Gall H. Kaufmann R. Kalveram CM., Adverse reactions to local anesthetics: analysis of 197 cases. Journal of Allergy & Clinical Immunology. 97(4):933-7, 1996.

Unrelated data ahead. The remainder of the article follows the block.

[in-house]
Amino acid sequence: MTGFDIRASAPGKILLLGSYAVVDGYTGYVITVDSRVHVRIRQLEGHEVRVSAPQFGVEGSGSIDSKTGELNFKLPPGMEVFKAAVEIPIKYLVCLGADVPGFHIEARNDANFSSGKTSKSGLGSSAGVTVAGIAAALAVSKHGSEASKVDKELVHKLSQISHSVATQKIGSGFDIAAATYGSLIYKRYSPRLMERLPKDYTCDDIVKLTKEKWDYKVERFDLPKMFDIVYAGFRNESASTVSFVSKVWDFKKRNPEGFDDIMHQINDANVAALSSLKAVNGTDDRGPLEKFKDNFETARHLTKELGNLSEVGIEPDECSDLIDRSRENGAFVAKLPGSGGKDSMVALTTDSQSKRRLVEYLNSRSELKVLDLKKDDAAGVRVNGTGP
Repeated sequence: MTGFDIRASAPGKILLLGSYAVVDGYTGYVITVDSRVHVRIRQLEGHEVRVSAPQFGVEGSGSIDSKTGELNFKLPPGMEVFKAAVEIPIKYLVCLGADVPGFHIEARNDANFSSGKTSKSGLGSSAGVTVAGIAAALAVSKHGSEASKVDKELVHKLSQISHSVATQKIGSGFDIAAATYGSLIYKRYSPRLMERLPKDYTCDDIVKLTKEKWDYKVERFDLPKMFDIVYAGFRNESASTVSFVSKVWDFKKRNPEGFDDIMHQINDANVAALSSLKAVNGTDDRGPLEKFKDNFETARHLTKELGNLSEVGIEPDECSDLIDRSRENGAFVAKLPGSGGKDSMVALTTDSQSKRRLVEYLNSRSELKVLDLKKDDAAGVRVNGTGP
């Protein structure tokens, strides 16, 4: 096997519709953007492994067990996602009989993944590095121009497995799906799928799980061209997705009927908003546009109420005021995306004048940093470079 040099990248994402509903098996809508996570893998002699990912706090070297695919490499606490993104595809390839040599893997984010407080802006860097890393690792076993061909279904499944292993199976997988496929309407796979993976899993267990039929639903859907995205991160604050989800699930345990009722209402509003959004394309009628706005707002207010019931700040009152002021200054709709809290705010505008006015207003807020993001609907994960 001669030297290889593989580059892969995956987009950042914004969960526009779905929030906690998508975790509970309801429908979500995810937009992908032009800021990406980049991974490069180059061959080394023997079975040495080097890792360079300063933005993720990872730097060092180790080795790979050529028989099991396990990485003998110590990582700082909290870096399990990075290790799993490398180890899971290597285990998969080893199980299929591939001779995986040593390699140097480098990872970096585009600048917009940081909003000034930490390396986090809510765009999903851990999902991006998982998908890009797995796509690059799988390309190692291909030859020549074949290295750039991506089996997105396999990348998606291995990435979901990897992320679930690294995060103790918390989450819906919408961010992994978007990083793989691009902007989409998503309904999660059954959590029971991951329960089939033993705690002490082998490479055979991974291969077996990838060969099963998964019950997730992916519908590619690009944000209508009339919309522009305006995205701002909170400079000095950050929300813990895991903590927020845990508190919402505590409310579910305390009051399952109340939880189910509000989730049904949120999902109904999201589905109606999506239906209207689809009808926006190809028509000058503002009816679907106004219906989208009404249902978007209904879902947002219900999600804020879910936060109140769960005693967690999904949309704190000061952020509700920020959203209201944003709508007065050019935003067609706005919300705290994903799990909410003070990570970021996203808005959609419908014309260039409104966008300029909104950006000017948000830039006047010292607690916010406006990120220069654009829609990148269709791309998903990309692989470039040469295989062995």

Adverse drug reactions to local anesthetics are frequently reported. However, little is known about the underlying mechanisms. Therefore we investigated 177 patients with a history of 197 events after application of these drugs. The diagnostic approach included prick and intracutaneous tests, provocative challenge tests with causative and unrelated local anesthetics, and in selected cases, radioimmunoassays to detect specific IgE. In addition, tests were performed with preservatives, including sodium metabisulfite and parahydroxybenzoic acid ester. Results of prick and intracutaneous tests with local anesthetics were all negative. Only three patients reacted after subcutaneous challenge with the causative drug (local anesthetics of the amide type). Although one patient showed a delayed-type response to mepivacaine, two patients had immediate-type reactions to articaine and lidocaine. However, in both cases no specific IgE could be detected. In five patients with positive skin test reactions to preservatives, challenge test results remained negative. The authors conclude that two immediate-type reactions were not IgE-mediated. In only one of 197 reported adverse reactions were we able to prove delayed-type allergic response. Therefore true allergic reactions caused by local anesthetics are extremely rare.2
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